The Society of St Vincent de Paul says it expects to spend up to €50m this year helping people in need.

It says calls for help to its offices in Dublin are up 40% on this time last year, most of them coming from families with children.

Society President Mairéad Bushnell said she was concerned but not surprised by the increased demand for its services.

She said more than 1m people in Ireland lived in or on the edge of poverty.

People who up until last year had donated money to the charity are now coming to it looking for help, according to Ms Bushnell.

She said the dire situations have started, with some families in horrendous debt.

The society said people earning more than €85,000 a year would be willing to pay a levy on their incomes for a limited period to protect the most vulnerable from increasing levels of poverty.

The society's vice president Professor Monaghan also urged the Government to begin making up its revenue shortfall by reviewing tax breaks it had extended to property owners and certain areas of private spending.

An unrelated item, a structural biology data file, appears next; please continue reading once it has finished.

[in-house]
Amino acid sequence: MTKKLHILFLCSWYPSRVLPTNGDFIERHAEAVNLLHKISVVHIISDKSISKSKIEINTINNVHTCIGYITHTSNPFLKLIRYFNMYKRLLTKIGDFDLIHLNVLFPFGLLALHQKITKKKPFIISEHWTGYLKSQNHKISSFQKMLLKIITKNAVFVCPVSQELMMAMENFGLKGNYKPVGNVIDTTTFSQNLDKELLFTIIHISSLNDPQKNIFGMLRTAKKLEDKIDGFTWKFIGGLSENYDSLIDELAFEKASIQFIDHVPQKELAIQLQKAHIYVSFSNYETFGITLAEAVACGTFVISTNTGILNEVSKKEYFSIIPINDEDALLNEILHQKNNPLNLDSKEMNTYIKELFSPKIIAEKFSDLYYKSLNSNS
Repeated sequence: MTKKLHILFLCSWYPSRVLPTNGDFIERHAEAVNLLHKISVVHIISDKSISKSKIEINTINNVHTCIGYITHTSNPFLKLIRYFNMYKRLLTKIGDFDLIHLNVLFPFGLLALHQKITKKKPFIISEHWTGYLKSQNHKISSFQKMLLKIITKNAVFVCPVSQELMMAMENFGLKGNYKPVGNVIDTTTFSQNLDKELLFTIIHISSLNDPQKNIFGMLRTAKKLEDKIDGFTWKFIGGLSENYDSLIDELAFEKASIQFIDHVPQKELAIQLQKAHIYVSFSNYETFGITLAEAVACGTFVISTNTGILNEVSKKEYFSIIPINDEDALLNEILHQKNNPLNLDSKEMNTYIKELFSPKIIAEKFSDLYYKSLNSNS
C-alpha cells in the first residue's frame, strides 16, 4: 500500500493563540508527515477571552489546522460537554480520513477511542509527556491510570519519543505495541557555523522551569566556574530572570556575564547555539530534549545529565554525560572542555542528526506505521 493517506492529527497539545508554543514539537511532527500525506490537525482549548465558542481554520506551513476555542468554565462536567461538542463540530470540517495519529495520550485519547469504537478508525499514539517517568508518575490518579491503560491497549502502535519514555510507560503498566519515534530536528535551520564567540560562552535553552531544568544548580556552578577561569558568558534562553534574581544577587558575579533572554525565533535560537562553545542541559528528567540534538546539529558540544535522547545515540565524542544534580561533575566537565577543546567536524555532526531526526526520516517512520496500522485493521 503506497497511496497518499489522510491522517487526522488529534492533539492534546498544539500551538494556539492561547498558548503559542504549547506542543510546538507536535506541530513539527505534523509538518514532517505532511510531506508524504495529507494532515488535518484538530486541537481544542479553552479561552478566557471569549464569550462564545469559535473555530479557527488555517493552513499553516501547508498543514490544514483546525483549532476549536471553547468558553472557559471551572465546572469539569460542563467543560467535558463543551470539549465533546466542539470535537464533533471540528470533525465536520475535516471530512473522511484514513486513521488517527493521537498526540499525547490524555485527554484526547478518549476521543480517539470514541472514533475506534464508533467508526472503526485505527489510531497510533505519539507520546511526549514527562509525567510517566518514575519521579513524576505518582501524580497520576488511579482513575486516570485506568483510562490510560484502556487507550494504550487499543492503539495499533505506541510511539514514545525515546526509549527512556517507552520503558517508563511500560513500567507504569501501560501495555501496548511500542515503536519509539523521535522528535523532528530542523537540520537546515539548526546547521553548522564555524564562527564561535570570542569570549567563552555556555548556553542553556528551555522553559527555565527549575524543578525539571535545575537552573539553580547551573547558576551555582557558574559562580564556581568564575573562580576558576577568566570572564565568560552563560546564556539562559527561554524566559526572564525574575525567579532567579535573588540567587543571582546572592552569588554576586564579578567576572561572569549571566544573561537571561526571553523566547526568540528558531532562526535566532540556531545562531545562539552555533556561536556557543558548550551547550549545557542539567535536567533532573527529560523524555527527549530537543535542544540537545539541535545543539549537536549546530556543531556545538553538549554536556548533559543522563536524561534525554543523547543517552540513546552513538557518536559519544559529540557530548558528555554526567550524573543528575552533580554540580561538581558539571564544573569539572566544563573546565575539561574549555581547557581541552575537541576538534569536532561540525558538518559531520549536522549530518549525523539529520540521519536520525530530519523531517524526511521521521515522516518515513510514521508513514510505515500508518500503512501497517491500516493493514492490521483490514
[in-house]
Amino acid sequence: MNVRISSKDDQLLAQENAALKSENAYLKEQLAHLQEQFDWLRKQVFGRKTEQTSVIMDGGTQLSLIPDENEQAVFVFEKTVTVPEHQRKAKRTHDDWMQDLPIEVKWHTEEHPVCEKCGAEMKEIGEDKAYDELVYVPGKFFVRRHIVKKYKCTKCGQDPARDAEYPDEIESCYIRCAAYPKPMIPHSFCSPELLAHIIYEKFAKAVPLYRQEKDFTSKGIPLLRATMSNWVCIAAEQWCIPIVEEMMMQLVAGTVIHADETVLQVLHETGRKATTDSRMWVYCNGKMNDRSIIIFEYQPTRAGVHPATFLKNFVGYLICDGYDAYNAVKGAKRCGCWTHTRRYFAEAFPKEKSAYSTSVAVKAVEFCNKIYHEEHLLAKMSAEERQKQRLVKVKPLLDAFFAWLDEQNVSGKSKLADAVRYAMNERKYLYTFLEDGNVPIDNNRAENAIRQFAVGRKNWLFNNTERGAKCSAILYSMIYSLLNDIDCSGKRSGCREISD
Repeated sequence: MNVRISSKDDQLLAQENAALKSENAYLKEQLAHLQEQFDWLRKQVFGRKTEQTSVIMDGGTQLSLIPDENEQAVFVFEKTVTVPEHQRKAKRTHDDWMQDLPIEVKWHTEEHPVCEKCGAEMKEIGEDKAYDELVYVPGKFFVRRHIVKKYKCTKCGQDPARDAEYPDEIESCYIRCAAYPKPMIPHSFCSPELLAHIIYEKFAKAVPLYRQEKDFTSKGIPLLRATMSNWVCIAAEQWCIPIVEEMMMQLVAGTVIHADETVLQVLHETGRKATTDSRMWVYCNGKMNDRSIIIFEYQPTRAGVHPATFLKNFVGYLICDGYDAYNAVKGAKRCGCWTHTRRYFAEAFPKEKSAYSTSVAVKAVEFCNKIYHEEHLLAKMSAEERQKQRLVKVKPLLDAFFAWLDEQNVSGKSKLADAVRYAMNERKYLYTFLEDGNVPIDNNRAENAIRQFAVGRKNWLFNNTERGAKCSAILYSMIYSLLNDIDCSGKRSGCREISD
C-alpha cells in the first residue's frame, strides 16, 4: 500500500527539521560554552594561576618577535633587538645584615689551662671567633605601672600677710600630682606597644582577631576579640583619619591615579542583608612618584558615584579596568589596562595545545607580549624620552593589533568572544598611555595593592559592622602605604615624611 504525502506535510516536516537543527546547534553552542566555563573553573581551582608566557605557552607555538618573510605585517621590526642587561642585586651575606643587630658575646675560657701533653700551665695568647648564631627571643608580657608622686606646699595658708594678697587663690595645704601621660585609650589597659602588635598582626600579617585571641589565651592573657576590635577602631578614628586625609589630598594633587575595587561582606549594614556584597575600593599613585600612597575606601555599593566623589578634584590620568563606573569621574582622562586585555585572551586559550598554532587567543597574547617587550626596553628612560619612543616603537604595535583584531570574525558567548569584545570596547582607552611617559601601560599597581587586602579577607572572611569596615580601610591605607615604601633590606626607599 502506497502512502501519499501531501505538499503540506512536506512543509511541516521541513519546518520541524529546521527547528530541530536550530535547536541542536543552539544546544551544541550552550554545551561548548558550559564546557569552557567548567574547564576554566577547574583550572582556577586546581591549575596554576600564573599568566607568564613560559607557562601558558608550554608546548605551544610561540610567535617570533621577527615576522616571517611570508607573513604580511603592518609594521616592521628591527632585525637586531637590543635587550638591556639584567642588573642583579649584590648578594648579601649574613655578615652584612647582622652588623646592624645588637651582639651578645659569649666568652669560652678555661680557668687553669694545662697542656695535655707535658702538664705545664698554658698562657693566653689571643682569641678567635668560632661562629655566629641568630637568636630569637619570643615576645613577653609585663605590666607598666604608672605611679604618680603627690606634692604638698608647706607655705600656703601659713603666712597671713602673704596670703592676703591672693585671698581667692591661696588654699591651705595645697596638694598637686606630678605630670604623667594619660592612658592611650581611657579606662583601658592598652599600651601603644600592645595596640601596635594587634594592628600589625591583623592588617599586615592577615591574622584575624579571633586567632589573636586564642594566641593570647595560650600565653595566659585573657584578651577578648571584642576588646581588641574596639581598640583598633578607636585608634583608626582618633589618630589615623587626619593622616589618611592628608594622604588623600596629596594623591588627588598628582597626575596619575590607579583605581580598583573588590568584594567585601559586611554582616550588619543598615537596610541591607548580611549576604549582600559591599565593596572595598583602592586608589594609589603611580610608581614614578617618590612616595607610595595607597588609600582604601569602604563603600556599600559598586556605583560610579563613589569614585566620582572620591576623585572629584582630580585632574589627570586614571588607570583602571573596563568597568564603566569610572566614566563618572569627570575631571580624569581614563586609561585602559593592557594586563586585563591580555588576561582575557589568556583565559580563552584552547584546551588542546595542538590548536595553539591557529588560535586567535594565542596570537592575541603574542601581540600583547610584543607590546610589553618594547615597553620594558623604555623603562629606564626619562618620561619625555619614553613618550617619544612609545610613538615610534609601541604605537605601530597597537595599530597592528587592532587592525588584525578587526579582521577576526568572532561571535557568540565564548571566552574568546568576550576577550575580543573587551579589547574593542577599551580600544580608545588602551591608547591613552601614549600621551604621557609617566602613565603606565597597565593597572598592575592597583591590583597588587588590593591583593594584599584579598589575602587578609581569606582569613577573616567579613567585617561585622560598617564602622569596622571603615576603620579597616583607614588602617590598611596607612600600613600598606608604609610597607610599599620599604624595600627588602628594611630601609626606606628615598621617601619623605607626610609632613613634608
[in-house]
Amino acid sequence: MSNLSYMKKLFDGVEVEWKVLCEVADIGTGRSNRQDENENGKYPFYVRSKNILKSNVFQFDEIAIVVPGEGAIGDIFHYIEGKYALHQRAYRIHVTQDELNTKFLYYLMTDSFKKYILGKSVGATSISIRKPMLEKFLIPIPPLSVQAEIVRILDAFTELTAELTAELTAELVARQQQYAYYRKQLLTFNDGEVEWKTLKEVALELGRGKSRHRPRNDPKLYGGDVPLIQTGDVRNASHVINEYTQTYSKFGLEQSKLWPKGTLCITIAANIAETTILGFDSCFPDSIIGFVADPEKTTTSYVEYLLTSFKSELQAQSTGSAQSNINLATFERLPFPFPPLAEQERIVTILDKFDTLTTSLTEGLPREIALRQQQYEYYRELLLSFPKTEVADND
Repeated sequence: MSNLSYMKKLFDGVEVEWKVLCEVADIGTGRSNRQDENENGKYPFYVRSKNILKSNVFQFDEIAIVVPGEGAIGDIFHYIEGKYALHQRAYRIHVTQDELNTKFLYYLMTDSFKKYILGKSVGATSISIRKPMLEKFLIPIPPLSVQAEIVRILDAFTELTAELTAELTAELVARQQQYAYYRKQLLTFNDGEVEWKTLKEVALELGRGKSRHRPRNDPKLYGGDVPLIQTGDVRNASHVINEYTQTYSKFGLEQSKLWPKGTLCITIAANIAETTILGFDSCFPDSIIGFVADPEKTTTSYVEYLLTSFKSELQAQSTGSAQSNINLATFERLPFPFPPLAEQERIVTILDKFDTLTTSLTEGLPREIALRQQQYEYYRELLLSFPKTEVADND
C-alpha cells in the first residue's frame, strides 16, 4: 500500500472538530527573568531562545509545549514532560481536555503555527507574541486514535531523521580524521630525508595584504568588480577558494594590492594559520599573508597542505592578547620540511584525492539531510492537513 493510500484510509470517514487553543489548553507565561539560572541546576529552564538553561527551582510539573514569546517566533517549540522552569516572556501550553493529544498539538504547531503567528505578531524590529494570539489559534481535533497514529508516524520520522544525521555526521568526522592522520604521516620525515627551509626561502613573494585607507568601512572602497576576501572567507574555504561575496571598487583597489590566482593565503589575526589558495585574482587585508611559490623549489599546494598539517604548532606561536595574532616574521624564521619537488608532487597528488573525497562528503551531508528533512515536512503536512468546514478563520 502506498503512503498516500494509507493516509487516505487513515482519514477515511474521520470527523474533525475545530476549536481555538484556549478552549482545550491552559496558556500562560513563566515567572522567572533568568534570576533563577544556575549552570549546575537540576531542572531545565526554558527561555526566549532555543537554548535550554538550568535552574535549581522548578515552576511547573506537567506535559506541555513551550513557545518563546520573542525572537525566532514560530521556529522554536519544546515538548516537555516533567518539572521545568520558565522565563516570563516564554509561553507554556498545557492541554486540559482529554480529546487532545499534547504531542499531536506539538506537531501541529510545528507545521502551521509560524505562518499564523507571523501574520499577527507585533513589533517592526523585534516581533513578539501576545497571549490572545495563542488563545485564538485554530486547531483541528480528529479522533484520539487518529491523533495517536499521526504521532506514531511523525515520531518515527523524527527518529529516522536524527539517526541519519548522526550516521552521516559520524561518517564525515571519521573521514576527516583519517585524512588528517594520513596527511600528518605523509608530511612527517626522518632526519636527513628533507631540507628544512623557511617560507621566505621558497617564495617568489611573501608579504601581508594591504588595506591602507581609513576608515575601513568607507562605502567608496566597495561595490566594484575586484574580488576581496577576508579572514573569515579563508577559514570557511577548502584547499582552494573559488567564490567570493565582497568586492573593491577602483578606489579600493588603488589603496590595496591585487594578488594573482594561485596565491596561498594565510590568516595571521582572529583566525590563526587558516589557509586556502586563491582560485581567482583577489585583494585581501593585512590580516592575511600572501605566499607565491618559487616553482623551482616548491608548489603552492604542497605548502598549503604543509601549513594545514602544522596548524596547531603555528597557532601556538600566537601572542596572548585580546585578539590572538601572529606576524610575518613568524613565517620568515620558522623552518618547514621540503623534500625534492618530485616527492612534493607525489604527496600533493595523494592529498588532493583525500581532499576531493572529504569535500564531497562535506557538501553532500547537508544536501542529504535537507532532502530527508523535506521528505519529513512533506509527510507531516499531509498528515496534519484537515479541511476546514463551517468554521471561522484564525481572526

He also said the poor should benefit from the state's increased excise revenue generated by rising oil prices.

Meanwhile, over 100 groups represented by the Disability Federation of Ireland have challenged the Government over almost two years of cutbacks.

DFI chief executive John Dolan said the state should refund €83m that it has diverted from people with mental health problems and other disabilities.

Tomás Thompson of the Cystic Fibrosis Association of Ireland said many of its members were losing out on diet, fuel and telephone subsidies, which they rely on to keep them out of hospital.